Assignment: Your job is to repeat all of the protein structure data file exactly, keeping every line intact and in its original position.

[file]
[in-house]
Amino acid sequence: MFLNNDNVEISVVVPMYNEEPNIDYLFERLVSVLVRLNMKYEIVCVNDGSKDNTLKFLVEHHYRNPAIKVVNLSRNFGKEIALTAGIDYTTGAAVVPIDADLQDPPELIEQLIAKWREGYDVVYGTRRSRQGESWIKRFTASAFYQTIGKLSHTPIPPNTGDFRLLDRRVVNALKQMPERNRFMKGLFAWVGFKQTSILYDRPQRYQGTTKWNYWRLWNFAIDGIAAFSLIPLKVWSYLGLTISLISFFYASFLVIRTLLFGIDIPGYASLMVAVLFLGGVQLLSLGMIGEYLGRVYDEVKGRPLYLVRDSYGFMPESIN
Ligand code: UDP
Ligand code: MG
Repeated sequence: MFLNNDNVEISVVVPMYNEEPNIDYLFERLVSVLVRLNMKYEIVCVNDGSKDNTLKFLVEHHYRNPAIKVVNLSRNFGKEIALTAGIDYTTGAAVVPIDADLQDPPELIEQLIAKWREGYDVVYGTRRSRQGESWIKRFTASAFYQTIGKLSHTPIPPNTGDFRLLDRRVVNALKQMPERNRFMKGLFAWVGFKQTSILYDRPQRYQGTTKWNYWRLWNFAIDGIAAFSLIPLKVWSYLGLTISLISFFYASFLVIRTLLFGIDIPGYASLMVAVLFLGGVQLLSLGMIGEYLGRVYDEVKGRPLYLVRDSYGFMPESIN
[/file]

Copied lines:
[in-house]
Amino acid sequence: MFLNNDNVEISVVVPMYNEEPNIDYLFERLVSVLVRLNMKYEIVCVNDGSKDNTLKFLVEHHYRNPAIKVVNLSRNFGKEIALTAGIDYTTGAAVVPIDADLQDPPELIEQLIAKWREGYDVVYGTRRSRQGESWIKRFTASAFYQTIGKLSHTPIPPNTGDFRLLDRRVVNALKQMPERNRFMKGLFAWVGFKQTSILYDRPQRYQGTTKWNYWRLWNFAIDGIAAFSLIPLKVWSYLGLTISLISFFYASFLVIRTLLFGIDIPGYASLMVAVLFLGGVQLLSLGMIGEYLGRVYDEVKGRPLYLVRDSYGFMPESIN
Ligand code: UDP
Ligand code: MG
Repeated sequence: MFLNNDNVEISVVVPMYNEEPNIDYLFERLVSVLVRLNMKYEIVCVNDGSKDNTLKFLVEHHYRNPAIKVVNLSRNFGKEIALTAGIDYTTGAAVVPIDADLQDPPELIEQLIAKWREGYDVVYGTRRSRQGESWIKRFTASAFYQTIGKLSHTPIPPNTGDFRLLDRRVVNALKQMPERNRFMKGLFAWVGFKQTSILYDRPQRYQGTTKWNYWRLWNFAIDGIAAFSLIPLKVWSYLGLTISLISFFYASFLVIRTLLFGIDIPGYASLMVAVLFLGGVQLLSLGMIGEYLGRVYDEVKGRPLYLVRDSYGFMPESIN